Did you happen to catch the cover of yesterday’s Parade Magazine? It was right there in my Sunday paper yesterday morning where it always is, buried in the weekly stuffing made up of colorful sale flyers advertising all kinds of stuff I’m told I need. The words splattered across this Fourth of July weekend edition caught my eye: What Makes America Great. The featured headline hasn’t yet made me open Parade and read the article, but it did get me thinking further on a thought-track God’s been leading me down for several months.

I would guess that while our answers might differ, most Americans would include the word “freedom” somewhere in their own personal explanation if they had been given the task of writing the Parade article. I certainly would. The freedom to worship, to examine ideas, and to express one’s beliefs rank up there at the top of my list.

But what was sparked in my mind was a more negative response. Granted there are many things that make America great. But those very things that we say make us great can also be at the root of our demise and even failure if we don’t exercise prudence and responsibility with the blessings and freedoms we’ve been given. At times, we abuse our freedoms when we aren’t responsible stewards of what we’ve been given. Lest we forget, responsible stewardship starts and ends with Kingdom living. What God values as great is not always the same as what Americans value as great.

That Africa trip is sticking with me. When I looked at Parade’s cover I thought about the great economic freedom we’ve been given, and the blessings that have been piled on many of us. Then, I thought about the new seminar I’m preparing for this fall’s National Youth Workers Conventions. It’s about teenagers and narcissism. In fact, I did an interview last week where the interviewer asked me about the most alarming trends present in today’s youth culture. I started with narcissism and we never moved on to anything else. Which got me thinking about one of the books I’m reading right now – Tim Keller’s Ministries of Mercy: The Call of the Jericho Road. Keller writes about our human nature and the things we choose to focus on in life: “God’s ‘center’ is his own glory; he does everything because it is consistent with his own righteous, holy, perfect nature. We, however, ‘center’ on our own glory. Therefore, there is an inevitable collision between God and man.” What I’m realizing is that what makes America great, could be the very thing that makes America and Americans bad. We have because God has given. Yet, we hoard because we’re focused on ourselves.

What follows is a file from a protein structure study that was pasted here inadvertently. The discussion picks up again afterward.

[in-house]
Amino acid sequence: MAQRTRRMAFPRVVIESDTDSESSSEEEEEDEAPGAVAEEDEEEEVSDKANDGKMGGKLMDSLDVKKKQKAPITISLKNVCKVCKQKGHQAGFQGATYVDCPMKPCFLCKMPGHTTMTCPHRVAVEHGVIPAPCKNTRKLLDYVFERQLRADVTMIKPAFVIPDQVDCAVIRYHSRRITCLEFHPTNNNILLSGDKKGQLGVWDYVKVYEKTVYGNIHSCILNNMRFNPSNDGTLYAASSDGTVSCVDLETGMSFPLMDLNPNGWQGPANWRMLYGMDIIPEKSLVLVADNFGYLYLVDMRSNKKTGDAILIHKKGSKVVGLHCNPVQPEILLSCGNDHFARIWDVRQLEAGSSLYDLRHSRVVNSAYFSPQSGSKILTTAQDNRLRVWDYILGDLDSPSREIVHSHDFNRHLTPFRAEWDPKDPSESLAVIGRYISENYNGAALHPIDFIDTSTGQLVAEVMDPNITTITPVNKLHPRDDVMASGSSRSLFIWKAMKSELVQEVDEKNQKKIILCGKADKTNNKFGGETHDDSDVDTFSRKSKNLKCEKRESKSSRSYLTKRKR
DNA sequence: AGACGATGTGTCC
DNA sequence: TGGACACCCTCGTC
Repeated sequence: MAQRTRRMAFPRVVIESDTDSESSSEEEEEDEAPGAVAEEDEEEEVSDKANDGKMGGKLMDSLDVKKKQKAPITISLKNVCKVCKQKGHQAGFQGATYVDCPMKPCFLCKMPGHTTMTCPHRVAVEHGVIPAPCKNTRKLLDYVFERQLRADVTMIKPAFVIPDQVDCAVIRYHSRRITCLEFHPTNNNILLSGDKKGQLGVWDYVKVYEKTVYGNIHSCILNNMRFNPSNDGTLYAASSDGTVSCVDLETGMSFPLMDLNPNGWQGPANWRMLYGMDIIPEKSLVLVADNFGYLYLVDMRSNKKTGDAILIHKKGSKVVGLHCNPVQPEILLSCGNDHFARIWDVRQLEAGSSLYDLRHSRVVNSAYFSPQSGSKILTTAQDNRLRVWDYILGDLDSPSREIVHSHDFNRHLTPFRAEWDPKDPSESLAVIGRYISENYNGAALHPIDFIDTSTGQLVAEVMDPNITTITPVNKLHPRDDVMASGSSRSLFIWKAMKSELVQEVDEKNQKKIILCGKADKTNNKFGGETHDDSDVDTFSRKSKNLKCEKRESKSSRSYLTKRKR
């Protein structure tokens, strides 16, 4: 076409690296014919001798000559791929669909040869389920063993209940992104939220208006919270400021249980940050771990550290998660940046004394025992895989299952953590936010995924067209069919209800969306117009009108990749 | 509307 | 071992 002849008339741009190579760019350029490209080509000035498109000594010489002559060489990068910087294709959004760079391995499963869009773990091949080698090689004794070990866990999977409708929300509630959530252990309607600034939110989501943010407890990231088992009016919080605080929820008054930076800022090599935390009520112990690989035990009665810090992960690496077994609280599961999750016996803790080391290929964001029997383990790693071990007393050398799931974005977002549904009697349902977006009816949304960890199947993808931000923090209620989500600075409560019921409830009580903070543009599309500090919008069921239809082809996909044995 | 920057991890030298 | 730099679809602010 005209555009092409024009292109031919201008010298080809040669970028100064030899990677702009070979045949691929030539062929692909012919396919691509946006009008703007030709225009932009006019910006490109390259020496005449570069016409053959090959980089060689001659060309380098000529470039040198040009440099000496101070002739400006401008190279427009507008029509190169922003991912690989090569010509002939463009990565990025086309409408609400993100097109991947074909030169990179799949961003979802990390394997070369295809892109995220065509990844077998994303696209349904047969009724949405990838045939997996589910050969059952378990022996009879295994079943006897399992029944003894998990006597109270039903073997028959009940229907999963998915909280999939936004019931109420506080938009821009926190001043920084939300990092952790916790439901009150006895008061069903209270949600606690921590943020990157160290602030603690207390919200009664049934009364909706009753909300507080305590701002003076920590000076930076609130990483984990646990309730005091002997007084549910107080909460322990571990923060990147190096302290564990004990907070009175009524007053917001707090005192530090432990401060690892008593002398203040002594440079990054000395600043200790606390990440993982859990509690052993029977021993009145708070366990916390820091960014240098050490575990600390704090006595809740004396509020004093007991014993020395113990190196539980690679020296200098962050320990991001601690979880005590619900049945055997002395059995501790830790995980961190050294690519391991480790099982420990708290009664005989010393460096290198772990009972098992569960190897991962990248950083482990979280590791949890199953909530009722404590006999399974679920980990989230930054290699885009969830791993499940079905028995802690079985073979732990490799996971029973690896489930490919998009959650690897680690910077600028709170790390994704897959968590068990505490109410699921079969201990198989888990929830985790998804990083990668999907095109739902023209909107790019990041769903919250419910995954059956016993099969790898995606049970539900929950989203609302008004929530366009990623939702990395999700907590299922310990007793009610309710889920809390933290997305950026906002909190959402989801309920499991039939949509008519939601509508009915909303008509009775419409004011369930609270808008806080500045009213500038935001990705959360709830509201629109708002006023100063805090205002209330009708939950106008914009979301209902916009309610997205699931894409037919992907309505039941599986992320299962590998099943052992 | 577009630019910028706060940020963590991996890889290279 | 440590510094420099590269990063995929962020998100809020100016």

If this wasn’t enough, our youth pastor, Troy, preached yesterday. It was one of the best and most challenging sermons I’ve ever heard. It was the first in a series of sermons on money, possessions, and Kingdom-living stewardship. Troy’s text was Luke 12:13-21. It’s the passage we know as the Parable of the Rich Fool. Give it a read. As Troy read the text the cover of Parade came to mind. My house came to mind. My kids came to mind. My greed came to mind. Africa came to mind. Our Compassion child Ibrahim and the squalor he lives in came to mind. Then, there was this fact from the parable. . . that a “man’s life does not consist in the abundance of his possessions.” In addition, there was the reminder of a more Godly perspective on life. We store things up in preparation to take care of ourselves in the future. We get enough, and then we say “take life easy; eat, drink, and be merry.” I couldn’t help but think, is retirement as we know it, embrace it, plan for it, look forward to it, and practice it here in the U.S. biblical? I don’t think so.

Something happened during our time in Africa that was like throwing gasoline on the simmering fire of questioning and trying to figure out my greatly-blessed lot in life. Over the course of our trip, several of us confessed to the struggle we were having with our origins. We were asking things like “God, why was I born where I was born? Why were my kids born where they were born? And why have we been given so much?” There was some guilt as well. The answer to these questions were given to us in a very obvious can’t-miss-it manner. We were sitting at the Compassion project in the midst of the Mathare slum. I described that horrid place back on June 3. The pastor was talking to us about the work they were doing there in Mathare and thanking us for our interest and support. At one point he told us that he wasn’t going to beat around the bush but be very direct. “We pray that God will continue to bless you with great riches. We know that if God blesses you with great riches, you will pass it on to us and continue to support our work.”